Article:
Forty three years ago, Charles J. Byrne, a Bellcomm, Inc.engineer, became concerned about NASA's plans to archive the data to be sentfrom a series of Moon mapping precursor missions to the Apollo lunar landings.
The Lunar Orbiter telemetry, which just two years and five unmanned missionslater would account for imagery of 99 percent of the Moon, was originallyplanned by the space agency to be recorded on photographic film only. The fiveorbiters themselves would carry the equipment to develop their film and thenscan it for transmission back to Earth. Once there, it would then be reprintedin strip form to then be manually re-assembled and re-photographed for study.
Anyone who has used a copy machine to make a copy of a copy knows thatresolution is lost in the process. The same was true for Lunar Orbiter, thoughfor NASA, which needed quicker access to the data than computers of that daywere able to provide, the resulting images would be what they needed toevaluate landing locations for Apollo.
Still, thought Byrne, there would be valueto having a tape back-up, so he outlined his idea for a Lunar Orbiter DVR-like system in a July 1965 memo.
"It is concluded that the ability to fully optimize the later site surveymissions on the basis of early Lunar Orbiter data depends on an immediatedecision to provide tape recorders," wrote Byrne.
NASA agreed and AMPEX FR-900 2-inch analog tape recorders were positioned atthe Goldstone, California, Madrid, Spain and Castle Island (Woomera), Australia tracking stations to record all the images from the Lunar Orbiter spacecraft.
Byrne had referenced "later site survey missions" in his memo. Whathe didn't know -- what he couldn't know then -- was how much later those tapeswould come back into use.
Earthrise and the sun sets on Lunar Orbiter
Though Lunar Orbiter was quickly overshadowed by the manned Apollo missions,they did accomplish a number of firsts. The spacecraft captured the first highresolution global map of the Moon, the first stereo imagery of the surface, andthe first images of the Earth from the Moon.
The latter was particularly noteworthy as it amounted to the spacecraft'scontrollers turning Lunar Orbiter 1 away from the surface to take what wasessentially an artistic shot. The black and white image was quick to capturethe public's attention.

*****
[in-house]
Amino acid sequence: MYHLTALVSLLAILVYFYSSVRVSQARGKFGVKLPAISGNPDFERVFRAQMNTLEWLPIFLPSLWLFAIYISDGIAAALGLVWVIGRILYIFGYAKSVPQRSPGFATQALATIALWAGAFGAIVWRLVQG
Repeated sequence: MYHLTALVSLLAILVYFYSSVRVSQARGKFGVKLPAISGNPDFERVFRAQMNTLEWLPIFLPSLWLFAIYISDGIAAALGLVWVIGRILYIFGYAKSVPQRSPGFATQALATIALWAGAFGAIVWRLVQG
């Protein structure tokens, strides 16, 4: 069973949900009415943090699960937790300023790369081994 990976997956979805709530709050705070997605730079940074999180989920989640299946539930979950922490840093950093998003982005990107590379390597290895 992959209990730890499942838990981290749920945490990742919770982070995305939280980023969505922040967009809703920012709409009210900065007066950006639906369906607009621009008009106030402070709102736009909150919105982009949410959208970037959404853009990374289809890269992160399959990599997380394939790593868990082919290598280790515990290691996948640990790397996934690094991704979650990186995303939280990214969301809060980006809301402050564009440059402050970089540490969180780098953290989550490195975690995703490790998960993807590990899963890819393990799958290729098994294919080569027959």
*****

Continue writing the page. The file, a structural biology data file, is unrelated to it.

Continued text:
"And the other one of course, is earthrise, Earth rising above the surfaceof the Moon," continued Cowing in an interview with collectSPACE.com."At the time, all the photos were either television or photographs thathad been sent back and they were murky."
"Veryshortly thereafter, we landed on the Moon and there were the ghostly images ofpeople walking on the Moon."
That astronauts landed safely and explored the surface meant that the LunarOrbiters had done their job. With the Apollo program coming to a close andwithout a pressing need for the Lunar Orbiter data, NASA put the tapes intostorage, first in Maryland and then in the mid-1980s they were moved to the JetPropulsion Laboratory in California.
That's where they came under the care of Nancy Evans, co-founder of the NASAPlanetary Data System (PDS).
Evans, working with Mark Nelson of Caltech, began a project to obtain surplusFR-900 tape drives, refurbish them, and digitize the Lunar Orbiter analog dataon the tapes. They were successful in so much that they were able to obtain thetape drives and get them running, but without funding the project folded.
By the early 1990s, Evans had retired from JPL, taking with her thegovernment-surplused drives in the hope of finding private funding to continuethe project she began...
Continue readingabout NASA's Lunar Orbiter Image Recovery Project and view the newly released imagesof the Moon at collectSPACE.com.
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